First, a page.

3 Ways to Improve Supply Chain Management – Part 2: RFID Tags

June 12th 2018 15:00:00 PM



Last month, we talked about the importance of an effective track and trace method for supply chain management and we covered one of today’s most cutting-edge solutions: NFC technology  This month we’re continuing the series with a detailed post that explains all the pros and cons of another high-tech solution called RFID tagging.

If you’ve been curious about the many options you have for accurate, efficient warehouse tracking that can increase your speed and streamline your warehouse operations, enjoy this article, which is Part 2 of the series on warehouse scanning methods. Keep a look out for Part 3, coming next month.

Can’t wait until next month to hear more? Contact Scanco online or at (330) 645-9959 to get personalized answers to your detailed supply chain management questions. 

RFID Tags

RFID, or “radio frequency identification” tags are tracking devices composed of a small antenna, a microchip, and sometimes a battery. With the ability to hold larger amounts of data than a one-dimensional barcode, RFID can provide an extremely accurate picture of your inventory’s numbers and locations with very little labor required.

  • What Is It?

Though RFID is often used for retail security, it’s probably easiest to understand warehouse uses of RFID tags if you think about your electronic toll device that lets you drive through toll collection booths without stopping. Here in Florida, we call those little highway transponders the “SunPass,” but your state may call them the I-Pass, the K-Pass, the ePass, or something else similarly creative. These devices transmit an electronic signal that can be read at large distances and higher speeds, so the state can easily track the location of your car and process your toll payment.

In your warehouse, the faster pace and simpler tracking method of RFID tagging leads to greater efficiency when moving goods into, around, and out of your facility. If you imagine your warehouse goods as cars moving along the tollway, you’d have the right idea.

Also, just like with the toll payment collection process, your RFID system can trigger actions and provide up-to-the-minute tracking data for moving goods. When set up properly, this information flows directly into your ERP, so you always have a real-time picture of your inventory everywhere in your warehouse.

  • How Does It Work?

Warehouses use RFID tags to send data over long distances, up to 100 meters. The process is pretty simple: an antenna on the RFID tag is powered by an electromagnetic signal from the scanner, and then, once powered, the RFID tag transmits radio data back to the scanner and the scanner interprets the radio data and transforms it into real-time, ERP-readable data that makes sense to you.

There are three types of RFID, each of which work slightly differently.

  • Active RFID

This is the most expensive type of RFID tag, but it’s also the one that transmits the furthest; it can transmit from 100 meters away. In a passive RFID tag, the scanner’s power activates the tag and collects the information, but for active RFID tags, the antenna needs its own power, so it can transmit further. An included battery helps it accomplish this, but the battery increases costs and makes your tag bulkier.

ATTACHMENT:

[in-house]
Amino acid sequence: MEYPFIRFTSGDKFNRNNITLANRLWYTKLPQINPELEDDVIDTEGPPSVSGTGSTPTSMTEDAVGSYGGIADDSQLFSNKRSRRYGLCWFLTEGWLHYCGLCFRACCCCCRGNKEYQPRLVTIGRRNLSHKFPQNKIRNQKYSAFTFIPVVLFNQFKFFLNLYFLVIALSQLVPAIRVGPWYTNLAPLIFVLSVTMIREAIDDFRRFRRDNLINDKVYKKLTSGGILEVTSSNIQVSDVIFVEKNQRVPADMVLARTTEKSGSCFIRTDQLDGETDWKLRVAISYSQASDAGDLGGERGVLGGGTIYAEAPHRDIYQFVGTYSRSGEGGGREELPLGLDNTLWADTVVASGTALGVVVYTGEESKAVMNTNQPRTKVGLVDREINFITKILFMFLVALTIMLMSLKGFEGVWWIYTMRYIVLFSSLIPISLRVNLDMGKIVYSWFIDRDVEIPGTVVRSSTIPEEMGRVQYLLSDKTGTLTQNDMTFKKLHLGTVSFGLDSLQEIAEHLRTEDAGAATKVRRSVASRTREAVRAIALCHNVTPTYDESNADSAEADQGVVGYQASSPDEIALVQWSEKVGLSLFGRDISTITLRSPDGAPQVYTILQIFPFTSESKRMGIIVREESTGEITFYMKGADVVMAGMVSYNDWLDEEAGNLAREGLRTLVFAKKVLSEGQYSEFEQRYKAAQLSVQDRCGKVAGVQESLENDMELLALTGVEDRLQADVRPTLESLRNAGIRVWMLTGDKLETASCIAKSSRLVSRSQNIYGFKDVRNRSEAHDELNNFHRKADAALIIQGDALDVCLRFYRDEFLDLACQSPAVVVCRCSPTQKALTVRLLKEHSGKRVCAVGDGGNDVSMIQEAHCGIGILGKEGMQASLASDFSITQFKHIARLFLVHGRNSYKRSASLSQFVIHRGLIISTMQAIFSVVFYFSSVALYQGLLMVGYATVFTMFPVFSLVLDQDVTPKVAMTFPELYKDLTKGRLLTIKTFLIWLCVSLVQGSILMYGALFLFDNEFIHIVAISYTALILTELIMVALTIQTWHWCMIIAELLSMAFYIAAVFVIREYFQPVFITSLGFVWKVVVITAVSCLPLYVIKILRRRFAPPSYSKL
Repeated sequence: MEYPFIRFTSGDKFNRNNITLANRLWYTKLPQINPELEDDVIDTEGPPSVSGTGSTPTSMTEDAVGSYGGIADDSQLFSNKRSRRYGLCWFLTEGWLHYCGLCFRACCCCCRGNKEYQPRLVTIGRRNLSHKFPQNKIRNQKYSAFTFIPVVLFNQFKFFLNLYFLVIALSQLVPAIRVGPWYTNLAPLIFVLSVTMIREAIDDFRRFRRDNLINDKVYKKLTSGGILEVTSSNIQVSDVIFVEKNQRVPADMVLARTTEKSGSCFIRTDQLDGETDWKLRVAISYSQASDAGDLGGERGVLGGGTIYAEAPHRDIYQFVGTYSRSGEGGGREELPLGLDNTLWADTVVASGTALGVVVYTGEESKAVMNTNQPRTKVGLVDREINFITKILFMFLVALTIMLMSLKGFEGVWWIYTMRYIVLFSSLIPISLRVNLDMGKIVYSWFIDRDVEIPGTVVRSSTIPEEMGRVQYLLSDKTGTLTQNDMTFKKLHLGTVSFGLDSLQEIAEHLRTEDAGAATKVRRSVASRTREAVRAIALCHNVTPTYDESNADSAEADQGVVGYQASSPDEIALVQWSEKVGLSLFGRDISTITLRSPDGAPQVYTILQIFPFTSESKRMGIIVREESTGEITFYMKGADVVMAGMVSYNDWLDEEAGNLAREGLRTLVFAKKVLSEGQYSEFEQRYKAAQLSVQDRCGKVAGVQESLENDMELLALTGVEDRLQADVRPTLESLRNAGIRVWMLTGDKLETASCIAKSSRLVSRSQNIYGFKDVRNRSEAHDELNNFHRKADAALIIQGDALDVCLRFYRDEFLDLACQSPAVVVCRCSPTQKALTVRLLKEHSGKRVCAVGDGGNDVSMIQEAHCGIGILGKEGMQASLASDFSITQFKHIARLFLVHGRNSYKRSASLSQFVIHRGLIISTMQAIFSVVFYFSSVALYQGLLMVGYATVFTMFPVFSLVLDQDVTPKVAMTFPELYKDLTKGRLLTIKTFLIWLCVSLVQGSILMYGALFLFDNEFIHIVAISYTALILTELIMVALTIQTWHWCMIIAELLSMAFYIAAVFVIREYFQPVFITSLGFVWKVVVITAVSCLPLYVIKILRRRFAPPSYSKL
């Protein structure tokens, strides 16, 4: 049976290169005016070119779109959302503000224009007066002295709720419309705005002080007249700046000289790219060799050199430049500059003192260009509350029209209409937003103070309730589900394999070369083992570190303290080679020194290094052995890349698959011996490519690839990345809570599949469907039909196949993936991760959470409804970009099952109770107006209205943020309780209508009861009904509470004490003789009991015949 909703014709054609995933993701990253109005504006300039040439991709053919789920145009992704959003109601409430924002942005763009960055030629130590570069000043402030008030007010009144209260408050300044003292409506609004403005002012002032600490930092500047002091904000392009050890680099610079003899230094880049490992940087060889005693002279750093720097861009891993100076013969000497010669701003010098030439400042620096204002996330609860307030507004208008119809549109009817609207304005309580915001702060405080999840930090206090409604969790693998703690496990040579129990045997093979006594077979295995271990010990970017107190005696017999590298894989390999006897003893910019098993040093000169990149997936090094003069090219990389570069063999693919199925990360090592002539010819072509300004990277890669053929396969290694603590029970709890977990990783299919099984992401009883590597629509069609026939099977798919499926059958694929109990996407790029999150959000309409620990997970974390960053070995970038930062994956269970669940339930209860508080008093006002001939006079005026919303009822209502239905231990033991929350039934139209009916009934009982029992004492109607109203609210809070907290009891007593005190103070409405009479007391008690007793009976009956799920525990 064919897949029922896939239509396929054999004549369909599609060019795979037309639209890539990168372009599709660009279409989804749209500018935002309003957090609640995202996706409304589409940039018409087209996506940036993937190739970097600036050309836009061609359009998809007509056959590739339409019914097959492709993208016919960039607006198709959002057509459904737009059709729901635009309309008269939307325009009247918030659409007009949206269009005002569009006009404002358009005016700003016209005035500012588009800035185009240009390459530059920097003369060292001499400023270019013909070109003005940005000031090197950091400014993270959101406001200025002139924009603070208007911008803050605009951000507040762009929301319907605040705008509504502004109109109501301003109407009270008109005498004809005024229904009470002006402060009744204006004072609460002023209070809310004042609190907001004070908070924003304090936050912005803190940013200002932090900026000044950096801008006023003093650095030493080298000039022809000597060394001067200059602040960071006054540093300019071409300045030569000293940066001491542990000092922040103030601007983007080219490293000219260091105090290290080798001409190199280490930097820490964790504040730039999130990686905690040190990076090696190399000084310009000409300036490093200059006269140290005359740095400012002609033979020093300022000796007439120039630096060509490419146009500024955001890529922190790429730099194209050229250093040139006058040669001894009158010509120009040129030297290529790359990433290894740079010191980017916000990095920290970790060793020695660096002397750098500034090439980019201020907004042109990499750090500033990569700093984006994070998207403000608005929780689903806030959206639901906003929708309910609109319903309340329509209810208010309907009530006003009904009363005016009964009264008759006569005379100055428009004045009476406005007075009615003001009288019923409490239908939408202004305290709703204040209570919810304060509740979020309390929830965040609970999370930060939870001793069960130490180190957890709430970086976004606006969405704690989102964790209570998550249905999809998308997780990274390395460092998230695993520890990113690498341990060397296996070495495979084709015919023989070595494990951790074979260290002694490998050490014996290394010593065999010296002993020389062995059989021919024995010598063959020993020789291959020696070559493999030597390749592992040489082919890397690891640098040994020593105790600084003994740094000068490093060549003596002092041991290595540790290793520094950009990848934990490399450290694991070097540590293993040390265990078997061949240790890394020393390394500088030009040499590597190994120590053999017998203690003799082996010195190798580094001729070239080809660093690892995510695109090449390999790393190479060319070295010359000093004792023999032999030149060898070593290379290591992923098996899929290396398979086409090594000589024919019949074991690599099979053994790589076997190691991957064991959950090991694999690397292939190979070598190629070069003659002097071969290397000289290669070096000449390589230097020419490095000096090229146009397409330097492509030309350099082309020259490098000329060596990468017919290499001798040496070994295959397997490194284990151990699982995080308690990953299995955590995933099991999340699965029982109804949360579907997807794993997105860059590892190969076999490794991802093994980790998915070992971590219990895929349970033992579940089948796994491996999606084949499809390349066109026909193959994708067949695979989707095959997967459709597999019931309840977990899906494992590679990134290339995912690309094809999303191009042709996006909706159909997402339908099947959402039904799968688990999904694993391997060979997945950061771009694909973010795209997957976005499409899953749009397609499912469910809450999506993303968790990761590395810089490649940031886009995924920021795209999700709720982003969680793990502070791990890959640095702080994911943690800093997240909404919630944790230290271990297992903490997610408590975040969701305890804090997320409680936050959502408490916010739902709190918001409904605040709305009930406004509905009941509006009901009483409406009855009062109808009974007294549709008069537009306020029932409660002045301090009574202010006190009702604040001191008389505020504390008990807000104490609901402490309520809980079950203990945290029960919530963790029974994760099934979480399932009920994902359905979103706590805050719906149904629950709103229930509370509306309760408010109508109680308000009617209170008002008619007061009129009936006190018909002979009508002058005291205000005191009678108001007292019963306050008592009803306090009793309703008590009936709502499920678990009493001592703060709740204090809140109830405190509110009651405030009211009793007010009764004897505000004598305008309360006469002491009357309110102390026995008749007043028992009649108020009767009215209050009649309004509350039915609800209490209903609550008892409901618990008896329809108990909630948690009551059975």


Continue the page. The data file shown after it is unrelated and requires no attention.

• Semi-Passive RFID

The semi-passive RFID also has an onboard battery, but it’s not quite as large because it doesn’t have to transmit such long distances and can be partially powered by the RFID scanner. Since this type of tag doesn’t have to have such an impressive battery, it costs less and can be more convenient for businesses.

  • Fully Passive RFID

Fully passive RFID is the least expensive of all the RFID options because it has no battery, but it’s also the least powerful. Relying entirely on scanner power, these tags have the lowest range for readability (less than 20 feet), but they’re often the best fit for large-scale operations due to their low costs and low maintenance needs.

Why Are Warehouses Choosing It?

Speed and convenience are the name of the game with RFID tags. Because it’s a microchip with an antenna, it can be read no matter what position it’s in, and it can also be read at high speeds. You don’t need line of sight to read the RFID tag, so you can keep your tag hidden away inside your product or packaging – even if you damage the packaging or product, you’ll probably be able to read the RFID tag just fine.

Because RFID tags don’t require a direct “point-and-scan” or “tap-and-scan” method that can be influenced by human error, you can also use RFID to reduce miscounts in your warehouse. With this technology, you’ll know the exact number of your inventory items at any given time, and you can trust that that number is correct (no matter how much coffee your workers have had that day).

However, RFID does have some drawbacks. It can be expensive to install and use when compared to traditional barcode methods, and it’s also nearly impossible to secure because the data can’t be encrypted.

Find Your Best-Fit Supply Chain Management Tools with Scanco

Effective supply chain management requires accuracy and dedication on your part, but the speed of today’s modern warehouses makes it hard to ensure that your inventory counts are correct at all times. RFID tags can help you improve your counts and potentially eliminate miscounts—while also improving your timelines—but, this technology may be beyond the reach of some smaller distribution operations.

That’s why Scanco offers a wide range of today’s leading tech for warehouse tracking and supply chain management. If you’d like expert advice and assistance choosing the right solutions for your specific needs, Scanco is here to help.

Contact Scanco online or at (330) 645-9959 to learn more about your many options for scanning software in your warehouse and beyond.

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